2. If employees are not given access to growth opportunities in the organization, their motivation will probably decline over time.
  3. Lack of trust and dishonesty between colleagues and management.
  4. When managers dissociate themselves from their staff, (e.g., not coming around to see what’s happening in the trenches) employees tend to feel cut-off and out of the loop, thus decreasing motivation.
  5. Staff meetings should be informative and productive, not just a time to get free coffee and donuts.
  6. If managers are lukewarm or not supportive about a project, there is little incentive from the workers to tackle the task wholeheartedly.
  7. It is difficult for employees to empower themselves if management is resistant to changes or risks.
  8. Fear and intimidation tactics from colleagues or management.
  9. Supervisors and managers should become familiar with the inner workings of the staff’s responsibilities to help to make better managerial decisions. If not, the employees may feel that their work is not worthwhile or understood.
  10. Unstable organization or management structure.
  11. Job insecurity.
  12. Too many changes, reorganizations, and layoffs.

These employee stagnation conditions are nothing new, but they need to be recognized and corrected as soon as possible.

Managerial Actions

Motivated employees are happy, cooperative, and productive. They have great attitudes. They rarely miss work without good reason. They tend to get along well with everyone in the organization, regardless of any disagreeable points of view. They may participate in many company activities and volunteer to take on extra tasks. They meet all timelines. Supervisors and managers must make every effort to retain motivated employees on staff.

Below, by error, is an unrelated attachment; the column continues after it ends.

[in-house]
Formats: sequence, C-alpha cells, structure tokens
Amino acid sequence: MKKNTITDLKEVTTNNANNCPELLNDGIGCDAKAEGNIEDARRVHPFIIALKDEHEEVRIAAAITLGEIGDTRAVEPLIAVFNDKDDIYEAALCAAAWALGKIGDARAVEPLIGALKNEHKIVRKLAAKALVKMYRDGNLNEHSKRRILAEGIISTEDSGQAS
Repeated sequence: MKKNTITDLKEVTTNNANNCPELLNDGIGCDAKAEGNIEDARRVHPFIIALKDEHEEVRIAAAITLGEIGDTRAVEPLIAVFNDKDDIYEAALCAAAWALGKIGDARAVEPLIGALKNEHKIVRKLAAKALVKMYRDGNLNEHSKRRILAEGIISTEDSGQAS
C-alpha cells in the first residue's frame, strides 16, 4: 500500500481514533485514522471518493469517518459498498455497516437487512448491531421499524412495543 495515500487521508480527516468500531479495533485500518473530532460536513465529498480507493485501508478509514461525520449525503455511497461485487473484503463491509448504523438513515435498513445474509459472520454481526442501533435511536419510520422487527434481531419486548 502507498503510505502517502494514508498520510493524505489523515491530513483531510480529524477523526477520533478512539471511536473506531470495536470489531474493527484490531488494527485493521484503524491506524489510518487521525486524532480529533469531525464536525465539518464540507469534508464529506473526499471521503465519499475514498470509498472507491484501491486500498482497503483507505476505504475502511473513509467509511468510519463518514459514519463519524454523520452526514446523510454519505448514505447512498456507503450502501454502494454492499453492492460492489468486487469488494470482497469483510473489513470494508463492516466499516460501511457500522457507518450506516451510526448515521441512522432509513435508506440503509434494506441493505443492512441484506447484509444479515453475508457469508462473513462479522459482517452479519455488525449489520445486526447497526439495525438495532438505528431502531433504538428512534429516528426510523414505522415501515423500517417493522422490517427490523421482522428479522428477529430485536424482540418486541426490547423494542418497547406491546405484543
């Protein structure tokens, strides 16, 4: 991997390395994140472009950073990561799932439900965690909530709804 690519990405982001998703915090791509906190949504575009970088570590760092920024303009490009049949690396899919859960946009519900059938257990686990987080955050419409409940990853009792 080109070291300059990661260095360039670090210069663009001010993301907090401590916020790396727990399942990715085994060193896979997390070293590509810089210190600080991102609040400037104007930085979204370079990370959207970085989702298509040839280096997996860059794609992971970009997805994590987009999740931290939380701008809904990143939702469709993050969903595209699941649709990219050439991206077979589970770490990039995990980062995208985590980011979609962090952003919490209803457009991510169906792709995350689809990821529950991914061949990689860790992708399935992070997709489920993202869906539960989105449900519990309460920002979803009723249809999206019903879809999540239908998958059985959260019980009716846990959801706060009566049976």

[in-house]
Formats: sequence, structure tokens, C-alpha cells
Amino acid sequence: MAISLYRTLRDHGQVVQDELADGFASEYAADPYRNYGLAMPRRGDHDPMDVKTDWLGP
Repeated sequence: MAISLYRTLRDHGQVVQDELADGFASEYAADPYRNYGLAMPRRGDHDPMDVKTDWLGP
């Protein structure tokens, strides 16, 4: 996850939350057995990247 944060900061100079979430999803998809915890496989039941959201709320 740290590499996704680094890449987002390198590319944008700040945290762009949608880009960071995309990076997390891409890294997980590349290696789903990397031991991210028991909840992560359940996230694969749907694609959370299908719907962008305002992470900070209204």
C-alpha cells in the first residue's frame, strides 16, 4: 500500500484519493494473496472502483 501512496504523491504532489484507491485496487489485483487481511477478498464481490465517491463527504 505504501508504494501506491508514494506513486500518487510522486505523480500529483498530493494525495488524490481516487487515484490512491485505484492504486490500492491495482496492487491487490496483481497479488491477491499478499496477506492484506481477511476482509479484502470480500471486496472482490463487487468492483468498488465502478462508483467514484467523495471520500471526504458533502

Stagnated employees are unhappy, uncooperative, and unproductive. They tend to keep to themselves. They may spread gossip or complain about the working conditions or management. Their work may be sloppy. They may not adhere to timelines. They may have poor attitudes. These conditions do not benefit anyone, especially the stagnated employee. The stagnated employee may need to be reassigned or replaced. Stagnated employees need to recognize when it’s time to move on.

Supervisors and managers need to recognize motivated and stagnated employees and act upon them immediately and appropriately to ensure a good working environment for everyone and help the organization grow and succeed.


Brett Sartorial

Brett is a business journalist with a focus on corporate strategy and leadership. With over 15 years of experience covering the corporate world, Brett has a reputation for being a knowledgeable, analytical and insightful journalist. He has a deep understanding of the business strategies and leadership principles that drive the world's most successful companies, and is able to explain them in a clear and compelling way. Throughout his career, Brett has interviewed some of the most influential business leaders and has covered major business events such as the World Economic Forum and the Davos. He is also a regular contributor to leading business publications and has won several awards for his work.